The Salisbury Museum

When Mainly Museums contacted me and asked if I would like to write a review of my favourite museum for my blog I jumped at the chance. The idea of being able to have a bit of a museum experience from behind the comfort of a screen, no matter where in the world you are, appeals to me. It’s an honour to contribute.

So, I had a little think! My favourite museum? Well, it has to be a toss-up between The Witches Museum in Boscastle, Cornwall, and a fantastic and highly regarded local museum in Salisbury, Wiltshire in England. I think the Salisbury Museum just about pips The Witches Museum to the post though.

Even if you are reading this from faraway lands, you may already know of Wiltshire, if only for its most famous of features, Stonehenge. Salisbury is the nearest town to Stonehenge, famous in its own right for many things, but in particular for its majestic cathedral with the tallest spire in the UK. Surrounding the cathedral are a collection of wonderful grand old buildings in ecclesiastical, residential and educational use. One of these is The King’s House (pictured at top), a 13th to 14th century Grade I listed building which started life by being used for activities associated with the cathedral. Over time it was used as a residence for both families and as individual dwellings for students and tenants. Its main claim to fame is the house entertained James I in 1610 and 1613, hence its name. In 1981 the museum took on a 125-year tenancy for the building. It is somehow fitting that the highly regarded collection of artefacts owned by Salisbury Museum is housed in a suitably magnificent building.

As you approach The King’s House, it’s worth taking a minute to absorb the history of this building for a moment. Enjoy the medieval-ness of it, before you are transported back to the very earliest times of Mesolithic, Palaeolithic and Early Neolithic man.

One of the nice things about Salisbury Museum is its ‘localness.’ It’s a charitable, not for profit, run with the help of a team of friendly volunteers, passionate about Wiltshire and its history. It’s not particularly expensive (in this day and age of high living costs) and well worth a visit.

Salisbury Museum is renowned for its vast collection of archaeological finds from around Stonehenge and the surrounding area. Its collection is one of the best in the country. It’s no wonder really. The south of Wiltshire in Southwest England is archaeologically rich with artefacts going back to the Old Stone Age. Unfortunately, when I visited this time round The King’s House was undergoing some much needed repair work, meaning half the museum is closed until 2025. The main archaeological collection is still available, and I’ll take you on a tour shortly. Luckily, I visited back in the spring and was able to get some photos of other bits of the museum including my favourite two items. All in good time though!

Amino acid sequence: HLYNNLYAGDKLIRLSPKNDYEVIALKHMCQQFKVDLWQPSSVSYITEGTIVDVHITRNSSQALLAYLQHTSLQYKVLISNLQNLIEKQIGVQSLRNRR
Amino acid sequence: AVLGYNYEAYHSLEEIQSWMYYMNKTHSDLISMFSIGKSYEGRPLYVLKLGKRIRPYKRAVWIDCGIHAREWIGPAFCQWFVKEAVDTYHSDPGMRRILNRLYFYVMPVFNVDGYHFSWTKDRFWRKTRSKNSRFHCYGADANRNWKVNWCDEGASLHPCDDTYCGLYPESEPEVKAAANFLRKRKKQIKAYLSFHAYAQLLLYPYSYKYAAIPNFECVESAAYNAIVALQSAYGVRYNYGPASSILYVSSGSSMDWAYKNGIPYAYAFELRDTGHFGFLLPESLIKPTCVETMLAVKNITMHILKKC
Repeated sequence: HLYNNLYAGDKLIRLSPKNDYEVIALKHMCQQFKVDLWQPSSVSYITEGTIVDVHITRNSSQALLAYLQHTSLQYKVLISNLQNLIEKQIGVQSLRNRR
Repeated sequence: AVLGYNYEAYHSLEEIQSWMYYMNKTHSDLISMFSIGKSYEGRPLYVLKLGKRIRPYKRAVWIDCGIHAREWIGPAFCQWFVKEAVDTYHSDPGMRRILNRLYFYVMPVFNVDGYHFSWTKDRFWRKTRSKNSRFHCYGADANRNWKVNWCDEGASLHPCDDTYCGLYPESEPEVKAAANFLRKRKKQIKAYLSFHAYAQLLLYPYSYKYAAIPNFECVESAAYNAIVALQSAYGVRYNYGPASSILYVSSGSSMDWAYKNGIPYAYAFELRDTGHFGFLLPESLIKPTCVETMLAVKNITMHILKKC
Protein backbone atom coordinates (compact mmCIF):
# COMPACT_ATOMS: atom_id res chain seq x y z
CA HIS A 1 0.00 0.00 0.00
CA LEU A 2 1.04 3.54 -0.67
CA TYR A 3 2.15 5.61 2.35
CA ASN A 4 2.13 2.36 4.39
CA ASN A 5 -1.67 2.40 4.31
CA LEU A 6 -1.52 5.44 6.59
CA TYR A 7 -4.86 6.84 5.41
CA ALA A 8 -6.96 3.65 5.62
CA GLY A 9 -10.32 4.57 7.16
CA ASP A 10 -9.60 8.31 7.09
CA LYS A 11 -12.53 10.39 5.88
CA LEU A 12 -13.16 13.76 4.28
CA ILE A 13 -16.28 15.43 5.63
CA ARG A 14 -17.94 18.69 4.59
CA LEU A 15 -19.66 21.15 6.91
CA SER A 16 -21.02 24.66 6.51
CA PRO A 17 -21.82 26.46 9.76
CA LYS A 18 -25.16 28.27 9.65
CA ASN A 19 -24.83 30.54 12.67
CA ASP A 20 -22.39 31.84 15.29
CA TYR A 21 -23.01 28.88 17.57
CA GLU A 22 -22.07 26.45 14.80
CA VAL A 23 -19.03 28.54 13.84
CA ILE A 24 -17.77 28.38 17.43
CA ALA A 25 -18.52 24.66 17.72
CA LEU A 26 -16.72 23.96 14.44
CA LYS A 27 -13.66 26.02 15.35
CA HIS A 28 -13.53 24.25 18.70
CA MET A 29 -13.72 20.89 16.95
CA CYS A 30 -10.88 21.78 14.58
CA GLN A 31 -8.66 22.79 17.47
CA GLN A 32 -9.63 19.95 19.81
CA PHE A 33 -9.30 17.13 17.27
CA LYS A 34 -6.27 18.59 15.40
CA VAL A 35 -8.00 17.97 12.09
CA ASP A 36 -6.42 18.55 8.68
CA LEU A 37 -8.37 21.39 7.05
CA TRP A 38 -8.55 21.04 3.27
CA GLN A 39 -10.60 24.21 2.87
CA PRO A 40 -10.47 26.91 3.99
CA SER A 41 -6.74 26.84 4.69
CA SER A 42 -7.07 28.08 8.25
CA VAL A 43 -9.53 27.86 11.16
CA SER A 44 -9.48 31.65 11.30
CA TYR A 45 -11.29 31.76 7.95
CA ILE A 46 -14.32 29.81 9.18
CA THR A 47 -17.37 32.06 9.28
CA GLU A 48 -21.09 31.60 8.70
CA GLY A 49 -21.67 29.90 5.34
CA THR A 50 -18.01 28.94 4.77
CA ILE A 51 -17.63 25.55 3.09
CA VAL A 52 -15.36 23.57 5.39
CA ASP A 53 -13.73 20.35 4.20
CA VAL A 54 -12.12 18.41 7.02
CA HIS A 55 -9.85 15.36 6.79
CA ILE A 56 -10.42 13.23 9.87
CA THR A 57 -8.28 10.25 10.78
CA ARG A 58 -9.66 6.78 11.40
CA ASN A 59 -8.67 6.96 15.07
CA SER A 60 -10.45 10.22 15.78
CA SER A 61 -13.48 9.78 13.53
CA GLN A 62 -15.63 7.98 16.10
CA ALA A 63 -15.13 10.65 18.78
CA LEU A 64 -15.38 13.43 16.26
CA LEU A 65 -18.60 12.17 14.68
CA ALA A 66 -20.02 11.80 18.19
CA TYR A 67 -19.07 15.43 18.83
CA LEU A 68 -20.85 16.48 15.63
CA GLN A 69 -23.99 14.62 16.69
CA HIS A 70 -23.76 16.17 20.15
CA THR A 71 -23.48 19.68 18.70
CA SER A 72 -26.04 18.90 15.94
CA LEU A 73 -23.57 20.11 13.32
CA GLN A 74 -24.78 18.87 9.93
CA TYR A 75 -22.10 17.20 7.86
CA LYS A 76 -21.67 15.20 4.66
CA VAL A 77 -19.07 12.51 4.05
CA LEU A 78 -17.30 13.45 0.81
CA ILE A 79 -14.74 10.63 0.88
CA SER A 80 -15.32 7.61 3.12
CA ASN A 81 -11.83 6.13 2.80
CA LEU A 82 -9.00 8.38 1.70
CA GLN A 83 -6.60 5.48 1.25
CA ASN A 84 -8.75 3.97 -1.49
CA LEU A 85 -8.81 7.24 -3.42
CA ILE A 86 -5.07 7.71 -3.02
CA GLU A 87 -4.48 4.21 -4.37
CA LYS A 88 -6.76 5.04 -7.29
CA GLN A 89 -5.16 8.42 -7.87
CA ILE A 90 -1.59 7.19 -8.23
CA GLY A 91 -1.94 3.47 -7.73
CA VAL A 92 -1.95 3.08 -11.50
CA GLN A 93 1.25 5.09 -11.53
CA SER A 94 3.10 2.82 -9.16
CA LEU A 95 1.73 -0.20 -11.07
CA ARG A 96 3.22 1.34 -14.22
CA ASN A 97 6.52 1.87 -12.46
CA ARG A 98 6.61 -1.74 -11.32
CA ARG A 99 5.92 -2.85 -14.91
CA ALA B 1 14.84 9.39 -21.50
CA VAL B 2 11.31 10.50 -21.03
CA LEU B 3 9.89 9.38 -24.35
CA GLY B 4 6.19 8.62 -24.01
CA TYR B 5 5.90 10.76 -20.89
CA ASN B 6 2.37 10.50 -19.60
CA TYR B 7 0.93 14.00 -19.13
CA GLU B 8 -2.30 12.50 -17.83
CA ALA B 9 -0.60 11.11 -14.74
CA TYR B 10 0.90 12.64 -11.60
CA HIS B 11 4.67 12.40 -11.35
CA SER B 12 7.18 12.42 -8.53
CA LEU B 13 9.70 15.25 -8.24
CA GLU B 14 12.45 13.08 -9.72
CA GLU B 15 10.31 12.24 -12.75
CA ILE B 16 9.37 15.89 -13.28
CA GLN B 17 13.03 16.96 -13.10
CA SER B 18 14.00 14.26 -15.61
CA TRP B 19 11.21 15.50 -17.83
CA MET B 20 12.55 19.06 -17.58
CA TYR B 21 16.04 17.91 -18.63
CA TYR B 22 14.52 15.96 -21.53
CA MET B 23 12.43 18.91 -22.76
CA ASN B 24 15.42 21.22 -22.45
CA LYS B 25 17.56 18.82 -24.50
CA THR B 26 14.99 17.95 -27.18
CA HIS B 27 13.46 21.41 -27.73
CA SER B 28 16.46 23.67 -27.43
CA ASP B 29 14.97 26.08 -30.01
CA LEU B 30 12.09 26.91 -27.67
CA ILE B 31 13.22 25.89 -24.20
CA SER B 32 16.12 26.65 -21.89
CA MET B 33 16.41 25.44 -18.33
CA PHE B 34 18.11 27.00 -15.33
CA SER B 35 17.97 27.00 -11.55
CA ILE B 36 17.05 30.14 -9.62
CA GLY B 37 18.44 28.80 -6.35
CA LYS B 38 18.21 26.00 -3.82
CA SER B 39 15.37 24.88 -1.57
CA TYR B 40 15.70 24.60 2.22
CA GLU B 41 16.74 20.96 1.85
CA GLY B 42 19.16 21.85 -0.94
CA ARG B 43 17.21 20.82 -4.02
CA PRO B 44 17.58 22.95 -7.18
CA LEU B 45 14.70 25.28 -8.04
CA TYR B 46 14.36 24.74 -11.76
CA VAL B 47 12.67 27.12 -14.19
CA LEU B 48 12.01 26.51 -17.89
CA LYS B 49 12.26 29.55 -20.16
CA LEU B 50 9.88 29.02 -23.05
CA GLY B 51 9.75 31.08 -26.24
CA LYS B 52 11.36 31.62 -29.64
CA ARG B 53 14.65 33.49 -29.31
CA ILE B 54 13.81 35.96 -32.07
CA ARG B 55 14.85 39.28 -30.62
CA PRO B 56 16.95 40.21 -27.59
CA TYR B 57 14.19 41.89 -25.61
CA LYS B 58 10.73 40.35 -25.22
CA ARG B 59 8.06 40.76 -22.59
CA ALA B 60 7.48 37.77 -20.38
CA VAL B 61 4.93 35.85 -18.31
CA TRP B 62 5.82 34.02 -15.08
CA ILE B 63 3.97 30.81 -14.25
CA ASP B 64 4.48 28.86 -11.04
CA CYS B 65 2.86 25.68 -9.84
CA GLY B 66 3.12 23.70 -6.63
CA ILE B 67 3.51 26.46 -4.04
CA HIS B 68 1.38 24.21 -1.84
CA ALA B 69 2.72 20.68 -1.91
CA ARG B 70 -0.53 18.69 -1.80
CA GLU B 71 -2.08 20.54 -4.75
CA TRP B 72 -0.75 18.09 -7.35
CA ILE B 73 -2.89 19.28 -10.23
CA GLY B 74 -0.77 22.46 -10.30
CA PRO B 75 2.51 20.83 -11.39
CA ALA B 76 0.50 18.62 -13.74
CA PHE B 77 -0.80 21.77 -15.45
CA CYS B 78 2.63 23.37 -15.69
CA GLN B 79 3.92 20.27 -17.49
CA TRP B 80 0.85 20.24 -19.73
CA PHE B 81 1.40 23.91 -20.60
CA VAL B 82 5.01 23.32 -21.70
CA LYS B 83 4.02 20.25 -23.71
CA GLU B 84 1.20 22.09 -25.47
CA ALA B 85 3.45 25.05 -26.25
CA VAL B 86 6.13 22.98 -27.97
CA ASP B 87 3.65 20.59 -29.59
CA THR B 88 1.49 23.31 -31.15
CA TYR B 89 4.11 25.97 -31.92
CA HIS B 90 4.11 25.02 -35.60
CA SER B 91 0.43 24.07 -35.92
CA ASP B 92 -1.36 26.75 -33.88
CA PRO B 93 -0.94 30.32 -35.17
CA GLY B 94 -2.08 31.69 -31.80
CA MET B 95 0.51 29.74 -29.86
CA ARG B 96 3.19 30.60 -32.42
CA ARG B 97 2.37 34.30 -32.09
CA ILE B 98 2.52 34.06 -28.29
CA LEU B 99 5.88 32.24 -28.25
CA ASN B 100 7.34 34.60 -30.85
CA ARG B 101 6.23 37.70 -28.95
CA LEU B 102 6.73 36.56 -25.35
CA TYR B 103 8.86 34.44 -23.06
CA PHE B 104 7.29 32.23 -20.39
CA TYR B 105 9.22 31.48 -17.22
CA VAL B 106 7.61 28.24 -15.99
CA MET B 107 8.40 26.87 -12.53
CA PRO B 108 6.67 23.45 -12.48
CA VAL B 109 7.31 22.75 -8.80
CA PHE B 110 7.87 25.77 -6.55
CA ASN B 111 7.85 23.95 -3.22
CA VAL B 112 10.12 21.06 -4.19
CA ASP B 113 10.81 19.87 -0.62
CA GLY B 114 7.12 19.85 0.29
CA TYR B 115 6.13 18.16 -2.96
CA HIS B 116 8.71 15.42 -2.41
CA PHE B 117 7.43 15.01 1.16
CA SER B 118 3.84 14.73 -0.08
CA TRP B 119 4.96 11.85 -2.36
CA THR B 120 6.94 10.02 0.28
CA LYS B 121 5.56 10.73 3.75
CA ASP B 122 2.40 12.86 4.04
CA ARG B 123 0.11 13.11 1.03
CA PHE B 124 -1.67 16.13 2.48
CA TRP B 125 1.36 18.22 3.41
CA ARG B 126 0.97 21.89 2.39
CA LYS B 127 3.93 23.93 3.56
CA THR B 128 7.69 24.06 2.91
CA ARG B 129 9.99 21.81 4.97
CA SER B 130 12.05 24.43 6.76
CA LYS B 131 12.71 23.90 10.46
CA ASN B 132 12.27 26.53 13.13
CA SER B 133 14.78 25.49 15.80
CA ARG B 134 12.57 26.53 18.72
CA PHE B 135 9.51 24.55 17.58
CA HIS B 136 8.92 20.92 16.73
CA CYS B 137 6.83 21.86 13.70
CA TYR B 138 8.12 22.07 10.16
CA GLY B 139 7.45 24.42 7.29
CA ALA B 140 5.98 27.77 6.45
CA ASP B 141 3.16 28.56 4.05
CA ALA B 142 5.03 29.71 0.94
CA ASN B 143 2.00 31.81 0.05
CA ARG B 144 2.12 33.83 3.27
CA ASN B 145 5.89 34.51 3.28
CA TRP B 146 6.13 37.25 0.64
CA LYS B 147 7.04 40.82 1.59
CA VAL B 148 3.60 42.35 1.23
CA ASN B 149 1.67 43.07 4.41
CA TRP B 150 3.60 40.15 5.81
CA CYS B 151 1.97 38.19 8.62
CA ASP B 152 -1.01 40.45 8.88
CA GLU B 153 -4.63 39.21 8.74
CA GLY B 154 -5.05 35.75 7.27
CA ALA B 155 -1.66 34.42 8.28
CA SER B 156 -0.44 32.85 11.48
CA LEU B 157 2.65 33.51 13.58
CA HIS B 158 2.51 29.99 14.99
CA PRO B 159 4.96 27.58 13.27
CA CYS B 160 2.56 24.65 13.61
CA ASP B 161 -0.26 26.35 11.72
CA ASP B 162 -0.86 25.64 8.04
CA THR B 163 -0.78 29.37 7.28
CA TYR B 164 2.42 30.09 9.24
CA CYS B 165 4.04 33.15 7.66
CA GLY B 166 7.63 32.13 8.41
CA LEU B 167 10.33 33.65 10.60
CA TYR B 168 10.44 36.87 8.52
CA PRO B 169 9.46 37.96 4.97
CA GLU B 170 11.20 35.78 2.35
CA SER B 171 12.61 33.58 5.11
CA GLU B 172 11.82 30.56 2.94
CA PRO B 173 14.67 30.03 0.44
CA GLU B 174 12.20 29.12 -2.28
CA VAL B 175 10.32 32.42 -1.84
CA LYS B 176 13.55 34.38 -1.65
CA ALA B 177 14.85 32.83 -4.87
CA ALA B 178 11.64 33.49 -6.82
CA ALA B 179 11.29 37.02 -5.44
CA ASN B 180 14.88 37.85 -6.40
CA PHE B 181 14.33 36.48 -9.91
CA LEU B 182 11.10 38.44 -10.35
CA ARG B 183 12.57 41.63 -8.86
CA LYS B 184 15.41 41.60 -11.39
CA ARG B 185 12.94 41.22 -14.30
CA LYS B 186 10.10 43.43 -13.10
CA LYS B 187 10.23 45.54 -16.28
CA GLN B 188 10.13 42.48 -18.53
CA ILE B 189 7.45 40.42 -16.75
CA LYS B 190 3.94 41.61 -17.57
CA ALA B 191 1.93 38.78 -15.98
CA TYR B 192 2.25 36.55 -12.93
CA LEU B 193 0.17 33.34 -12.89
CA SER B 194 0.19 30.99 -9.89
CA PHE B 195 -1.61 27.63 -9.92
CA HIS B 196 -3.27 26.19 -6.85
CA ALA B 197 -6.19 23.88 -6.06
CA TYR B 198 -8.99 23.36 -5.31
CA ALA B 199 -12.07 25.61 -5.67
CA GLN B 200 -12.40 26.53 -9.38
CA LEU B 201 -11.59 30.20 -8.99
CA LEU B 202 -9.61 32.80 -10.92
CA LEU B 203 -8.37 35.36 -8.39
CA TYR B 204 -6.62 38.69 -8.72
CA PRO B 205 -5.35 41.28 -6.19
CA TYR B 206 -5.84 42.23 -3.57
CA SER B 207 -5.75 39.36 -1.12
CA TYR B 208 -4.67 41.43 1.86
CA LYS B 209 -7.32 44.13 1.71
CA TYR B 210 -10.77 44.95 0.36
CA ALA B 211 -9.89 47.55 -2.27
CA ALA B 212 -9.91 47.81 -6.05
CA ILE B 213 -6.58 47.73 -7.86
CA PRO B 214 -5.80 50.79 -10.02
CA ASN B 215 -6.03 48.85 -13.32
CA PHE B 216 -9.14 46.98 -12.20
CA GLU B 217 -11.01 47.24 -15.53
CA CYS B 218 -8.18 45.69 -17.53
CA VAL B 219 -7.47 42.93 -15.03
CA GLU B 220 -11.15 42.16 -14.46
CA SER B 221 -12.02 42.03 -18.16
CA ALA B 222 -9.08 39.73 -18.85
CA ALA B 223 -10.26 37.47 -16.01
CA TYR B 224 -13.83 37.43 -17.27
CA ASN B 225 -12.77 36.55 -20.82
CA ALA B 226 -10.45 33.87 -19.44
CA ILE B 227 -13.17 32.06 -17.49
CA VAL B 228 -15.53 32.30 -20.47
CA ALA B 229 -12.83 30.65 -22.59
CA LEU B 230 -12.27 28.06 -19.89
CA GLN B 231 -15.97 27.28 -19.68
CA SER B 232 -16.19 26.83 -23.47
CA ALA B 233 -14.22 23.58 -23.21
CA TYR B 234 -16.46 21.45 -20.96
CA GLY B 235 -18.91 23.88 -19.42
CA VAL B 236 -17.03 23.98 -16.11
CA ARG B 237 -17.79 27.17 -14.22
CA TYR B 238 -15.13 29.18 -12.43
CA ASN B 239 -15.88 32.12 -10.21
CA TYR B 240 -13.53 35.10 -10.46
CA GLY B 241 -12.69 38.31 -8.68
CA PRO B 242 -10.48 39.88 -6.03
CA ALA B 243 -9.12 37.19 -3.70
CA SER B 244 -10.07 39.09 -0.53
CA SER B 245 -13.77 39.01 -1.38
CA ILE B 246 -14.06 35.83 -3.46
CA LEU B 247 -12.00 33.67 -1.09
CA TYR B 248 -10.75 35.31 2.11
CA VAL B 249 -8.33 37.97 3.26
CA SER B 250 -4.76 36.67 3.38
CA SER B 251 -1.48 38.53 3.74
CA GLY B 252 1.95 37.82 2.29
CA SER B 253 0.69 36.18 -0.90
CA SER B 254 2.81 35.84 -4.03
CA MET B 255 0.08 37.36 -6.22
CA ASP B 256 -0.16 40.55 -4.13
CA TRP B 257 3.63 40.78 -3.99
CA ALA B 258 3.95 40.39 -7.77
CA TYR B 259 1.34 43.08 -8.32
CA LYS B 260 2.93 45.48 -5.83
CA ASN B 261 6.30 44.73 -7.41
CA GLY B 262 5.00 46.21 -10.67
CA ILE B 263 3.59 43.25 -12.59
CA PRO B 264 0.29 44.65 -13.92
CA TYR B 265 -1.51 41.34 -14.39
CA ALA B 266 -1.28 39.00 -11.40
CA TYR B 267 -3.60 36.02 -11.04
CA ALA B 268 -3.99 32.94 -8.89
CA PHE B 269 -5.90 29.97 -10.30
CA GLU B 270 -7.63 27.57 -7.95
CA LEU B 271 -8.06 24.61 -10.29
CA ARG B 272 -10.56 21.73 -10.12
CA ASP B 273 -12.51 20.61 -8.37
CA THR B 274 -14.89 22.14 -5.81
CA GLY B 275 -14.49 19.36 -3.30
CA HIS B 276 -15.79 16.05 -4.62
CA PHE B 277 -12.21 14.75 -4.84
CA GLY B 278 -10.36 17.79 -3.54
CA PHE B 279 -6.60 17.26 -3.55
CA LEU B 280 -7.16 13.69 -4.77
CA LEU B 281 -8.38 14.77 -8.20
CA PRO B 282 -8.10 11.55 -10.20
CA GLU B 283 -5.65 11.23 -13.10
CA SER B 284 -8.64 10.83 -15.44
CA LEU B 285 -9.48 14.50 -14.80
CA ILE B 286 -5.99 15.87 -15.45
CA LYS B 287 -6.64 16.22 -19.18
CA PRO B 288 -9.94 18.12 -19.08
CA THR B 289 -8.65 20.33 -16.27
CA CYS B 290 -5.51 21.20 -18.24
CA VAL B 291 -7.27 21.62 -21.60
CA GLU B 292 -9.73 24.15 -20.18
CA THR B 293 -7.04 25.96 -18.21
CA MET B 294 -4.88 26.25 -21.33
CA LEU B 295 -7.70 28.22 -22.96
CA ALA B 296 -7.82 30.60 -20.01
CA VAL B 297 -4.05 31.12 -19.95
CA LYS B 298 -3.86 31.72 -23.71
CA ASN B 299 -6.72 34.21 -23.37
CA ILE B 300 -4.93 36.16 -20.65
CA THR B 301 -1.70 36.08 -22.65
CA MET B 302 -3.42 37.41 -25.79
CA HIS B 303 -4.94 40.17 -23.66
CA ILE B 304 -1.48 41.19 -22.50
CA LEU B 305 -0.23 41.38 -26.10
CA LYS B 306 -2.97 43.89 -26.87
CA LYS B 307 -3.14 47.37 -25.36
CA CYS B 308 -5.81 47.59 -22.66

I’ve created a mini tour of some of the highlights of the archaeological collection so if you never get to visit Wiltshire you still get the chance to see what is on display. I should just mention, Salisbury Museum is not just about archaeological finds. There’s so much more than that. Salisbury was and still is a bustling market town and there is a rich history which started with the building of the cathedral in 1220. This spelt the end of the old settlement of Old Sarum, an old Iron Age fort and latterly Roman and Anglo Saxon settlement. Many artefacts from Old Sarum now live in the museum as well as other finds from the local area. The medieval history of the city through to more modern historical times is well documented with various wonderful bits of treasure.

Town Crier
PHOTOGRAPH BY Salisbury Museum Volunteer Blog

Although safely stored away at present, due to the restoration of the building, there is a rather wonderful collection of paintings in the museum, including five watercolours by the most famous of the Romantic English painters, Turner. And a pencil drawing of St Ann’s Gate by Constable.

Within the costume and textiles collection, which is associated with local people, there are an estimated 5000 items of mainly 18th- and 19th-century pieces. They represent various aspects of Wiltshire including farming, military, sporting, military, church and domestic life. A favourite for me is a wooden town crier toy from 1826. He has a bit of a Punch and Judy look to his face and standing on a wooden platform with wheels. A child would have pulled him along wearing his woollen coat and tricorn hat, little ringing bell in hand. He is really quite charming in a weird sort of way.

The Interior of Salisbury Museum

A small collection of ceramics and glass with local connections was bought together by collectors in the late 19th century. They used to meet up to regularly share their enthusiasm and discuss ideas. Dr W. D Wilkes, a physician in Salisbury infirmary living in nearby Wilton is responsible for actively advancing knowledge in the subject. We must be thankful to those living before us, who took time out to document and research their passions for us to now enjoy. After all, if they hadn’t, we would have no knowledge or record of our past.

The Five Senses from the Bow Factory in London
PHOTOGRAPH BY Salisbury Museum

Part of this collection contains some rare porcelain figures from around 1750. They are so very fine and I can imagine them adorning the mantle piece of some fine house in the country in the Georgian era, delighting visitors with their exquisite forms.

Wedgwood Cauliflower Teapot
PHOTOGRAPH BY Salisbury Museum

A local lady, Mrs Brixie Jarvis, from a village called Rockbourne on the Wiltshire/ Hampshire borders was an avid collector of Wedgwood. She left her vast collection of 650 pieces to the museum, and it gives a great insight into the history of this prominent fine china and porcelain company. Alas these are some of the pieces that are presently packed away, but better to be safe than sorry. It would be a disaster to lose any of these rare antiques to a rogue roof tile or such thing.

On display at present is a photographic display of Salisbury over the last century or so. Photography is a great way to show the real social history of a place and time I feel. You get a true sense of the atmosphere in a photo, an actual snapshot of time, and that’s why I find photography so fascinating. This collection gives a real feel for the lively and friendly, ever growing market town of Salisbury over the last few decades.